Them: Hi, lovely to meet you. So what is it you do for a living?
Me: Well, amongst other things, I'm a writer.
Them: Really? What do you write?
Me: Pretty much anything.
I've been practicing you see. I've been standing in front of my mirror and saying "I am a writer." I write for a living. I do marketing on the side (after all, eating regularly and paying bills before they go red, is a good thing).
There have been a few issues along the way.
Firstly, I have four writing projects on my desk, in various stages. When I say various stages, I mean, various stages of planning and several versions of Chapter One.
Secondly, the paying the bills job is demanding. As is running a household. As is trying to hang out with Boy before he flies the nest. As is having a relationship with Lawrence, who keeps coming up with really fun things to do. As is having friends who insist on seeing me more than once a year. As is...
Yeah, you get the picture.
Thirdly, when I say writing, there are two things that happen. They ask what kind of writing? I write genre and literary fiction. And then they sniff. Because I said genre fiction.
I did a creative writing degree at the Norwich School of Art and Design. I did a BA. In Literary Fiction Reality, they start sniffing. What? No MA at UEA? It's worse when you answer those questions talking to someone on the MA. The snobbery that exists on the scene is breathtaking.
For the author who wrote a tome only 5 people could bear to spend the time and the £5.99 and read it cover to cover, who felated the right people at the right time and who has a significant other with a regular income - they sniff the loudest. If you make a living selling copy, writing romance/crime/thrillers/erotica, they want to scrape their shoes on your achievements. Popularist whore.
Don't get me wrong, I've done my fair share of sniffing. I'm sorry, but I don't care if Dan Brown touched a nerve and sold a shed load of books and bought Hawaii - as a writer, he sucks arse. His writing is eye-bleedingly awful. I know, I've read 2 of his books. I'd rather read the instructions on my tax return.
I've done my share of apologising for the genre books that litter my house.
The thing is, I became an avid reader of Mills and Boon when I was 13. I could teach a History of Romance Publishing in the 80s-90s, because I read them all: Loveswept, Harlequin, M&B. I read the rise and rise of Kay Hooper and Nora Roberts. In second-hand books shops, I sweep up any Violet Winspear I can find.
I have two copies of several David Gemmell books. You see the first copy of Legend, I bought in 1988, is beginning to fall apart. I re-read it. Marion Zimmer Bradley taught me that girls make awesome adventurers in 1982 with her Sword and Sorceress anthologies. I read Terry Pratchett before he was cool.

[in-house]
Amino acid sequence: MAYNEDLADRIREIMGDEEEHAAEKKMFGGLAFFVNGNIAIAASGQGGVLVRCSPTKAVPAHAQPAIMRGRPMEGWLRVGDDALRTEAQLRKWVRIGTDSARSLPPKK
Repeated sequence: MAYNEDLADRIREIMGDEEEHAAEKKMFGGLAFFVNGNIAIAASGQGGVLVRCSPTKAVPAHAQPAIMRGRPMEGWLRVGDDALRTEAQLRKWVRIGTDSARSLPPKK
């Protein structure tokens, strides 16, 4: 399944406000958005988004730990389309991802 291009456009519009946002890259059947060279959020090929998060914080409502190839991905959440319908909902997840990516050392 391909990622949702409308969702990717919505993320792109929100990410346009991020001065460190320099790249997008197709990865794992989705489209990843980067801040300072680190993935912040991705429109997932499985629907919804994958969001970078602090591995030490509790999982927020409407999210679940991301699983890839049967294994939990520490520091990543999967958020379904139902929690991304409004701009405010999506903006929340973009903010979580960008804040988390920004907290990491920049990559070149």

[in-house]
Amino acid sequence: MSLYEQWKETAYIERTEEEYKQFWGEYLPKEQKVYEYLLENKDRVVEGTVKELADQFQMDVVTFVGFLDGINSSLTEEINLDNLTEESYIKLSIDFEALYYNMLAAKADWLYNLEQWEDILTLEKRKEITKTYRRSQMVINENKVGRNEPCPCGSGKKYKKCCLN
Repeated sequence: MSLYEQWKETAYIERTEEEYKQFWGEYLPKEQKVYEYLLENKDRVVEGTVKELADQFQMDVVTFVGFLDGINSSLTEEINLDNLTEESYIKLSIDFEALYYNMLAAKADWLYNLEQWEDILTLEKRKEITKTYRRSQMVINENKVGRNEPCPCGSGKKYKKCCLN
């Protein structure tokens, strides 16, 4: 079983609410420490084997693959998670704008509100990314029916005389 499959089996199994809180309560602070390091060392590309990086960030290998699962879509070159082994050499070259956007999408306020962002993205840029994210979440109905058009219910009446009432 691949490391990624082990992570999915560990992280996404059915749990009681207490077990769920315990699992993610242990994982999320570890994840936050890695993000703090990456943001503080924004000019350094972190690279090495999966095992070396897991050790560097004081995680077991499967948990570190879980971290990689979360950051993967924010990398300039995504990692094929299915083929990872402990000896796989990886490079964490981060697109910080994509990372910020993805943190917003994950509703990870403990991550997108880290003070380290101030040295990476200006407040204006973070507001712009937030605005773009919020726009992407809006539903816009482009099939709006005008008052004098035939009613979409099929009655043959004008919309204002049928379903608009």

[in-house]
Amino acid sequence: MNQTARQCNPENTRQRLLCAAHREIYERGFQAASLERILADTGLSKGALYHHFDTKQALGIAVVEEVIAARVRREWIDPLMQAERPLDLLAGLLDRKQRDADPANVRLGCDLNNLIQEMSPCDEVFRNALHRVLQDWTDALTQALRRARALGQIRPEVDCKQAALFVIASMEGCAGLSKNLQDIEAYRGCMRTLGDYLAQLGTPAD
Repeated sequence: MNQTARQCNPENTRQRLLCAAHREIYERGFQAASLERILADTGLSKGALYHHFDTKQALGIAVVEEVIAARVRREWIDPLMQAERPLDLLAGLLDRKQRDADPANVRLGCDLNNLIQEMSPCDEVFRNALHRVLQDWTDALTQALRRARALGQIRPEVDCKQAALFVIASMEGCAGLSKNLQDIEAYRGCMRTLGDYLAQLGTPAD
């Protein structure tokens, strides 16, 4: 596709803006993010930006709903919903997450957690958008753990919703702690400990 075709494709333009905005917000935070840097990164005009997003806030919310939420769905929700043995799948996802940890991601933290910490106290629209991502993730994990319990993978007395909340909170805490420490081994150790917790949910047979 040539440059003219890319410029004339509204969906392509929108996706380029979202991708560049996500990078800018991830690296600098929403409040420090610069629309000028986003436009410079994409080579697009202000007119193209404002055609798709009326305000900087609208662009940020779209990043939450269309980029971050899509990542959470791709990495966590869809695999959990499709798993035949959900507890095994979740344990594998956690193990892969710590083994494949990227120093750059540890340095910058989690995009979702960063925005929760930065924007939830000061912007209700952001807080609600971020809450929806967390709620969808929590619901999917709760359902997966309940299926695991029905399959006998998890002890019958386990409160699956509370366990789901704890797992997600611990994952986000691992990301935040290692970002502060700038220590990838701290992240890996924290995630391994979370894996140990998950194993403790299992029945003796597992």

When I was16, I stayed up all night huddled under the covers, reading IT. I could not put it down. Then I found Dean Koontz in the early 90s. I wrote an essay on Midnight, to secure my place on a rural Access course that got me to university to study Development Studies.
I found Chick Lit going to a 10 credit, Introduction to Popular Fiction course. The first chick lit book was Guilty Creatures by Sue Welfare. I was hooked. On my shelves are Jill Mansell, Marian Keyes, Carmen Reid, Carole Matthews. These women wrote stories where the price of happily ever after is high. They worked for it! If you think Rachel's Holiday is easy reading, think again. It's got nothing to do with white sandy beaches. It's got everything to do with drug addiction and the 'easy option' of rehab.
I studied To Kill a Mockingbird at school. I had to buy another copy. One without lines and annotations. When I need to be reminded of beautiful writing, I read that again. The glorious simplicity and elegance of Harper Lee's storytelling, continues to inspire me.
The different types of books in this house vary. But the overwhelming majority are genre. Yes, they are formulaic. The girl gets the guy. The bad guy gets his comeuppance. They live happily ever after. In some cases, the vampire gets his dinner (though I was always taught not to play with my food, it's all consenting adult territory).
As a writer, I want to explore all these possibilities. I have a literary novel in me. But that's going to be a long-term thing. I can only write it a bit at a time. It's emotionally gruelling (for all kinds of reasons) and when I look at my bank account, I am realistic in the fact that I won't ever become rich on the back of it. So, for kicks and dosh I am writing other things: romance, urban fantasy and erotica.
Unfortunately, from a marketing POV, I'm a bit of a nightmare. It means I shall have to create several different alter-egos. I'm going to have to be crafty about who I admit my writing habits to. The great thing about being a writer is that most of my past-times, I can put under tax-deductible and/or research. I had a slow day yesterday and cried my way through 3 Mills and Boons. I've been playing Skyrim on the Xbox, it's been great for re-inforcing the necessity of attention to detail in the creation of worlds. Going out and about, is for the stimulation of ideas. Blogging, obviously is about marketing and Facebook and twitter are all about networking, fan and brand creation.
Now, if only I could get something ready to submit to a publisher....